10:00 am CET
ONLINE PRESS CONFERENCE
Why we need to restore forests, and how we import deforestation.
Over the course of an hour, representatives from of Great Green Wall for the Sahara and the Sahel Initiative, the OECD, and Fern NGO shared their insights with the audience.
Dr. Elvis Paul N. Tangem, Coordinator of Great Green Wall for the Sahara and the Sahel Initiative (GGWSSI) for the Africa Union.
“The Great Green Wall was developed in the context of the mounting climate challenges facing the Sahel and drylands of Africa…but it is not only about challenges but about leveraging the huge natural resources that exist in Africa.”
For Dr. Elvis Paul N Tangem, the Great Green Wall provides a range of opportunities including a large renewable energy potential, existing indigenous and traditional knowledge, rich soil and fertile lands, as well as a young population. The Great Green Wall, once completed, will extend across 21 countries, creating jobs and opportunities as well as supporting climate resilience and climate change mitigation efforts.
Read more about lessons from the world’s biggest transnational ecosystem restoration project here.
Tadashi Matsumoto, Head of Sustainable Urban Development Unit, OECD.
“Although we face climate urgencies and there is a huge opportunity for green investment, the reality is that we are still facing traditional sector silos and coordination challenges.”
In his presentation, Matsumoto highlighted the opportunity to use the Covid recovery to Build Back Greener and proposed three policy options to support this:
1. improve the evidence base for green infrastructure benefits to support decision-making,
2. embed core environmental principle in national urban policies,
3. think at multiple scales to ensure coherent and inclusive policies.
Nicole Polsterer, Sustainable Consumption and Production Campaigner at Fern NGO.
“80% of deforestation is caused by agriculture, of which half is attributed to commodity-driven large-scale intensive farming and is a more likely driver for permanent deforestation.”
During her talk, Polsterer provided an overview of the major crops and commodities driving deforestation, with cattle raising as the leading cause by far, and how these crops turn up in the products consumed in markets such as the EU. With 10% of global deforestation attributed to EU consumption of commodities such as beer, palm oil, and soy, “Fern recommends that the EU ensures all products and the finance that underpins them is deforestation-free and free of human rights violations, as often associated with the conversion of forests is the disrespect of the rights of indigenous peoples.”
Watch the conference
2:00 pm CET
What is ecosystem restoration all about?
During this panel with experts from across the ecosystem restoration movement, we heard about what the UN Decade on Ecosystem Restoration is, how we identify which ecosystems to restore, and how to go about that restoration work.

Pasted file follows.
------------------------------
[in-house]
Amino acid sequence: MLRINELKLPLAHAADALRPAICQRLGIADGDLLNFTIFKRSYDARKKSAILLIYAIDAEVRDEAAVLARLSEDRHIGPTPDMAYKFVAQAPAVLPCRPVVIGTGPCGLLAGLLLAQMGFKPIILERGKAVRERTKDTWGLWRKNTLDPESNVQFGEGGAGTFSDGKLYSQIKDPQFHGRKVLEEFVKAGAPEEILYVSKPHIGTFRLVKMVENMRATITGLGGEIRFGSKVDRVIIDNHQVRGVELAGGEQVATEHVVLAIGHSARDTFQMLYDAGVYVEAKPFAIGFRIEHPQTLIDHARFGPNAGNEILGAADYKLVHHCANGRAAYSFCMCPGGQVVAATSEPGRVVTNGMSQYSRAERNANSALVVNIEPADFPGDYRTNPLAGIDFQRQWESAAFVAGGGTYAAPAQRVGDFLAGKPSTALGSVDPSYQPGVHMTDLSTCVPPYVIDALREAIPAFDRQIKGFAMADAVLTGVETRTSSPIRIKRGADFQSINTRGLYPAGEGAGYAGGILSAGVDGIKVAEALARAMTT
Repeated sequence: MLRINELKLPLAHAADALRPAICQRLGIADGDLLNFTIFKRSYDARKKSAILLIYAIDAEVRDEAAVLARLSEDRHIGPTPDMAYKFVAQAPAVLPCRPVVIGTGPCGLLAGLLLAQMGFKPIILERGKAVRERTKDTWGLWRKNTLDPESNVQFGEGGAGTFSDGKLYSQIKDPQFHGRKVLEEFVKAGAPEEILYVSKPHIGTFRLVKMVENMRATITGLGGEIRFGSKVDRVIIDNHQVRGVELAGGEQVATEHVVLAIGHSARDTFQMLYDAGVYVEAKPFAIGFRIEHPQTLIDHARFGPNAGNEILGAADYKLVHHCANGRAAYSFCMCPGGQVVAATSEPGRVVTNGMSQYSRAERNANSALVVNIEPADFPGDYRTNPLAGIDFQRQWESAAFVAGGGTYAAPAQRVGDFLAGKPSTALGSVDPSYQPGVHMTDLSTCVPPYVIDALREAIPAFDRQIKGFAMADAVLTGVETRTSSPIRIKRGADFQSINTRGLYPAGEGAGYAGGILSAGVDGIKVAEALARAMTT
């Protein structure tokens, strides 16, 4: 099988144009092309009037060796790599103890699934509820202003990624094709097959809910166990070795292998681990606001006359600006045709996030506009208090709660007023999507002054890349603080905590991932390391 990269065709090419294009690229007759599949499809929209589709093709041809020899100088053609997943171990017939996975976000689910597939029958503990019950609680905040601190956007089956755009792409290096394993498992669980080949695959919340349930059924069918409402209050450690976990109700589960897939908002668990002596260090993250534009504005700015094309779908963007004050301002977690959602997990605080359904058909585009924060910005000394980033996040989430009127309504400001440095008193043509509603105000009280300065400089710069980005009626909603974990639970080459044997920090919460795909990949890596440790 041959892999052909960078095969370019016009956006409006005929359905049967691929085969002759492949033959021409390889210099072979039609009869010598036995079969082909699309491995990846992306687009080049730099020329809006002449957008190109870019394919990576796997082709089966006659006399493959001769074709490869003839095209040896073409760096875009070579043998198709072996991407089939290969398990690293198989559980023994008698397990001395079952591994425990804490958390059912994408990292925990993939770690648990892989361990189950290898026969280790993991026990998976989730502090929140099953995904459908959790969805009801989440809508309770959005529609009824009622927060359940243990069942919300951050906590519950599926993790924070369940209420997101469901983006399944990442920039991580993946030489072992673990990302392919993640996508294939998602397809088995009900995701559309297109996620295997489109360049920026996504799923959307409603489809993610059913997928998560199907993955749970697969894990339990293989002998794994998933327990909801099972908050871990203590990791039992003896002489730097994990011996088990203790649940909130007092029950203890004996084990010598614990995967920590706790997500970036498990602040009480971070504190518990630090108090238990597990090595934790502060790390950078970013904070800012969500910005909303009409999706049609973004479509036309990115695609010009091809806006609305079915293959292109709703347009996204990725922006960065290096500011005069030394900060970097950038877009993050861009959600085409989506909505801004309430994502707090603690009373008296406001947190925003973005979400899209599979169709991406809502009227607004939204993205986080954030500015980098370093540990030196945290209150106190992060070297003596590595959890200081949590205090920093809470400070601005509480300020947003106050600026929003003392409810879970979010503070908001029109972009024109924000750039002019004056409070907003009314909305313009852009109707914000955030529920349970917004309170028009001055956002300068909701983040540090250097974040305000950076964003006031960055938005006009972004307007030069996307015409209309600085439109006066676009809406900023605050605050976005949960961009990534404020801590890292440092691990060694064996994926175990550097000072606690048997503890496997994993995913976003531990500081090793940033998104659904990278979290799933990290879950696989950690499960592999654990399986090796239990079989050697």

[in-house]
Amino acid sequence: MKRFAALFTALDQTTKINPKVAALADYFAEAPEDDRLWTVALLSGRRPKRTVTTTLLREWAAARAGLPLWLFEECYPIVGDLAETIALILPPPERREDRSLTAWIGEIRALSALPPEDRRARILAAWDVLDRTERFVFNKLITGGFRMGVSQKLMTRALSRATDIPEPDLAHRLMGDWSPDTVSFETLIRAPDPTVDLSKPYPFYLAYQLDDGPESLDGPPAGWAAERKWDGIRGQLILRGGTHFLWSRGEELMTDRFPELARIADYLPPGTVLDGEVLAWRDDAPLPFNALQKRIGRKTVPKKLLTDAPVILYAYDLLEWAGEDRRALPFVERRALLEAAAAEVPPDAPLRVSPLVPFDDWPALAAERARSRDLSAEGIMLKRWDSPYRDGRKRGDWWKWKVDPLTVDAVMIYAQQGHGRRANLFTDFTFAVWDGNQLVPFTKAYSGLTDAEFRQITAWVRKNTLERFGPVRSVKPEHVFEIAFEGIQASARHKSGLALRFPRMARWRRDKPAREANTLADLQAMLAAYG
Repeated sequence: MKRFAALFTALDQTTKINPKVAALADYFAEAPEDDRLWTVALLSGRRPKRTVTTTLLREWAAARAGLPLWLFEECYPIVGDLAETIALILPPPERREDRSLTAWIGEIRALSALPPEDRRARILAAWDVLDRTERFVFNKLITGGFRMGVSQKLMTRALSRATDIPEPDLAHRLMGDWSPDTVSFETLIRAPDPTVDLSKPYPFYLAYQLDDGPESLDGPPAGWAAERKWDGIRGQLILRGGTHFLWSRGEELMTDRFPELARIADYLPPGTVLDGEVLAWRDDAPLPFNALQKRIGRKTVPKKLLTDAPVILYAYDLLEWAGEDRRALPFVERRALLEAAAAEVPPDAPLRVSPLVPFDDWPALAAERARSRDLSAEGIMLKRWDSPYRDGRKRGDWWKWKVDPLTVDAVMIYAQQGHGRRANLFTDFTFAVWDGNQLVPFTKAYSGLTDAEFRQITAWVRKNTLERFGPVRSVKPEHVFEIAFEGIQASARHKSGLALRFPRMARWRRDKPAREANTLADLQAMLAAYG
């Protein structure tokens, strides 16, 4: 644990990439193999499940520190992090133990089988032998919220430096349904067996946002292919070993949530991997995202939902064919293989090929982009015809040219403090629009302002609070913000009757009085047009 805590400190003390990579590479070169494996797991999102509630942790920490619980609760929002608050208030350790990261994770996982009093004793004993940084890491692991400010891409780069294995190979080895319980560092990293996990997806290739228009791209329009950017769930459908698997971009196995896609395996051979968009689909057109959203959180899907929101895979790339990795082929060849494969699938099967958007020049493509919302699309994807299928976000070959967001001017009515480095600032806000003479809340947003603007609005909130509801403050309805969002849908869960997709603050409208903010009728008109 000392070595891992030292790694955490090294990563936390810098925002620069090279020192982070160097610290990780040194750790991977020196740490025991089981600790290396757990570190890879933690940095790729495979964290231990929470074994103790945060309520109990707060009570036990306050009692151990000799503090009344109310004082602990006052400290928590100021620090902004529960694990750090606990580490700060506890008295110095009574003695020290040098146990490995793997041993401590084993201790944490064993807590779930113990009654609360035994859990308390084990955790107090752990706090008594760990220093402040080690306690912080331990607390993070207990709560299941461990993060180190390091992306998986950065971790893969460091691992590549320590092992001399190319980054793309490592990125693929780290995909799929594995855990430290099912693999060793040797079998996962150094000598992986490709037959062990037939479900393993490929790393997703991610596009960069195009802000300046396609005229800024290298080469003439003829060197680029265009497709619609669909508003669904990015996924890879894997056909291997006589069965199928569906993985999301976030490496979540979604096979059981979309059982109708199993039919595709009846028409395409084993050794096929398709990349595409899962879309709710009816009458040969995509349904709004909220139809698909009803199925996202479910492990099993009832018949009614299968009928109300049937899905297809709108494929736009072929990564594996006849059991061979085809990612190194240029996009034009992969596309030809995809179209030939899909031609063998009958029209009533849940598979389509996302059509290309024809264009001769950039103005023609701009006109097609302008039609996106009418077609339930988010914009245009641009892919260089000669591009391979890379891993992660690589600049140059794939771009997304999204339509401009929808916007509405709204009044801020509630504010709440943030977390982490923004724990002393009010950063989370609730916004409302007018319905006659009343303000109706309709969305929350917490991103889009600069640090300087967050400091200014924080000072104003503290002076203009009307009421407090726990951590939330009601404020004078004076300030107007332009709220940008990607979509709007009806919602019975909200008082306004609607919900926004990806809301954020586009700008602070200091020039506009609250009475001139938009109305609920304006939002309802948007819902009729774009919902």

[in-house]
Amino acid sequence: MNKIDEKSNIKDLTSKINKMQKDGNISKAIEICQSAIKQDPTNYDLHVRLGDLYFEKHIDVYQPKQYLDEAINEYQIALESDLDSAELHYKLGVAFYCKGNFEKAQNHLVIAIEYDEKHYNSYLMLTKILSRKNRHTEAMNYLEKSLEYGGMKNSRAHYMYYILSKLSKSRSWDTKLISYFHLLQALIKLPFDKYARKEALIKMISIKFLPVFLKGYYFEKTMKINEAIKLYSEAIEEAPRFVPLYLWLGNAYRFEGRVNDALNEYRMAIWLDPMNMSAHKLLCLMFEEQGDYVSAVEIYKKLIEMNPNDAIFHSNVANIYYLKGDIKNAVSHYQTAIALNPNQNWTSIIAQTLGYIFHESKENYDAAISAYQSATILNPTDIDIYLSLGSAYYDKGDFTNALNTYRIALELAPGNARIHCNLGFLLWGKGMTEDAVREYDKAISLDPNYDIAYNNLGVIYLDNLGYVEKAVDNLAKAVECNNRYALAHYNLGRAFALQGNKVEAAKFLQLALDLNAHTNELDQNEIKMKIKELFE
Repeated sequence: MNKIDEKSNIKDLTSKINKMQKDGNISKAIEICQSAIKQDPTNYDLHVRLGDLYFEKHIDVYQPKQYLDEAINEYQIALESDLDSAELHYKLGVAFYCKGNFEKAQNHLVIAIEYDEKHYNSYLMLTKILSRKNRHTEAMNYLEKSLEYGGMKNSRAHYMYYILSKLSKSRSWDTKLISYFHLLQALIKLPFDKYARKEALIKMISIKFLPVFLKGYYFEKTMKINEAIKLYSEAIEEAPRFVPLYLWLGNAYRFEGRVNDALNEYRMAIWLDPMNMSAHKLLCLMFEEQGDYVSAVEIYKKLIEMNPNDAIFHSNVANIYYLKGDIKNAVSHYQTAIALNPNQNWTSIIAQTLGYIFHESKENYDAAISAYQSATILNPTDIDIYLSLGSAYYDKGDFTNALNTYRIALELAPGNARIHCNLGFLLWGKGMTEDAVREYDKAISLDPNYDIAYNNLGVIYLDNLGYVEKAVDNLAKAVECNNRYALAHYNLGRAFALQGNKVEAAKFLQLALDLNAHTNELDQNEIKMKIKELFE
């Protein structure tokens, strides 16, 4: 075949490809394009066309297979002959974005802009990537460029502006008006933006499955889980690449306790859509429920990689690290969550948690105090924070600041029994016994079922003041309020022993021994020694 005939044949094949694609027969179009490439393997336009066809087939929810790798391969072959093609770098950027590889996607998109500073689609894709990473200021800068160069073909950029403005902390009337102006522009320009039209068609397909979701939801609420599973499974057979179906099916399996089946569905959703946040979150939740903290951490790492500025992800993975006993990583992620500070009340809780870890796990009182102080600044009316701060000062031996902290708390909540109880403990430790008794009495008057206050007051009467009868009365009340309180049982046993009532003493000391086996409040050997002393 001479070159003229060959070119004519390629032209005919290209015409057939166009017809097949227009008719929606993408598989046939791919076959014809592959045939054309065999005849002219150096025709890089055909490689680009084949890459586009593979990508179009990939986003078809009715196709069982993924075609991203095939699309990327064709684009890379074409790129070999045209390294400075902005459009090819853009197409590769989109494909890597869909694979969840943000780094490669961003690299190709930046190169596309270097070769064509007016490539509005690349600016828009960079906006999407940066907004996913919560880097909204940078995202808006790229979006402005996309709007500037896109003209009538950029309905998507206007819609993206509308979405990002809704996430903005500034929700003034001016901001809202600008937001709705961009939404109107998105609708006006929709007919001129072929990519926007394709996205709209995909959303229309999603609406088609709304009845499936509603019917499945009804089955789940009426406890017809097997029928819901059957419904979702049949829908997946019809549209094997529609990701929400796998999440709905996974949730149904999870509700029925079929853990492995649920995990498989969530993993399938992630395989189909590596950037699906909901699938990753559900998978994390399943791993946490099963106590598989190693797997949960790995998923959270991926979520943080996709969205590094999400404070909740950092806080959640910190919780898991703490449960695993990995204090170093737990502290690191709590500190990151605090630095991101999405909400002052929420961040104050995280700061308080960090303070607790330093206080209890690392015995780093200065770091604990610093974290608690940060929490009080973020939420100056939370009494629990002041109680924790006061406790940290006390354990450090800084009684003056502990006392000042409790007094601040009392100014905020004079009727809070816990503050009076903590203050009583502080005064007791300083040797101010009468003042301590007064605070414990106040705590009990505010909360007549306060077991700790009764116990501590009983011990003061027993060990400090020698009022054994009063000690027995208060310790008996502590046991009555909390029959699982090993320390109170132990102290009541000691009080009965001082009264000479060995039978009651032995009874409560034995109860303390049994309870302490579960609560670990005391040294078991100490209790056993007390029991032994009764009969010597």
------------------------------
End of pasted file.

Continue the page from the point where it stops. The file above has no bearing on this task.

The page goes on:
Tim Christophersen, Head, Nature for Climate Branch – Ecosystems Division, UNEP
“Our health and wellbeing and the wealth of our nations depend on nature. Without an intact biosphere, we cannot hope to reach the other SDGs.”
With the upcoming official launch of the UN Decade on Ecosystem Restoration on 5 June, World Environment Day, the Decade is calling for the need to restore the relationship between humans and nature, with the goal of reducing degradation and loss and increasing ecosystem health. Christophersen highlighted the importance of engaging city dwellers, which now represent over half of humanity and the wide range of engagement opportunities for people around the world to do their part and join #GenerationRestoration.
Head over the UN Decade on Ecosystem Restoration website to find out more.
Marcos Valderrabano, Programme Manager, Red List of Ecosystems, IUCN
“What is an ecosystem? It is relatively easy to understand species extinction…but ecosystems do not go extinct, they are transformed into something different,” and lose the capacity to support the species that are native to it, referred to as ecosystem collapse.
The IUCN Global Typology and Red List of Ecosystems are tools that will help us understand what a given ecosystem is, what its risk is for collapse, and thus help us undertake the necessary restoration measures to bring it back within safe boundaries. These tools are the culmination of years of work of hundreds of scientists around the world and provide a framework for comparison and knowledge sharing between distant ecosystems with similar traits, functions, and threats.
Ashleigh Brown, Co-founder and Camp Coordinator of Ecosystem Restoration Camps (ERC)
“An ecosystem restoration camp is a place for everyday people to gather, learn, and implement ecosystem restoration and regenerative agriculture. They are living laboratories for experimenting, researching, learning, and sharing best practices, failures, and breakthroughs with the public, other camps, and decision-makers.”
With 37 camps worldwide, 2,721 ha of land under restoration, and over 9500 campers, ERC provides opportunities to be part of a global network and access to peer-to-peer learning and knowledge exchange well as visibility for small-scale grassroots restoration projects.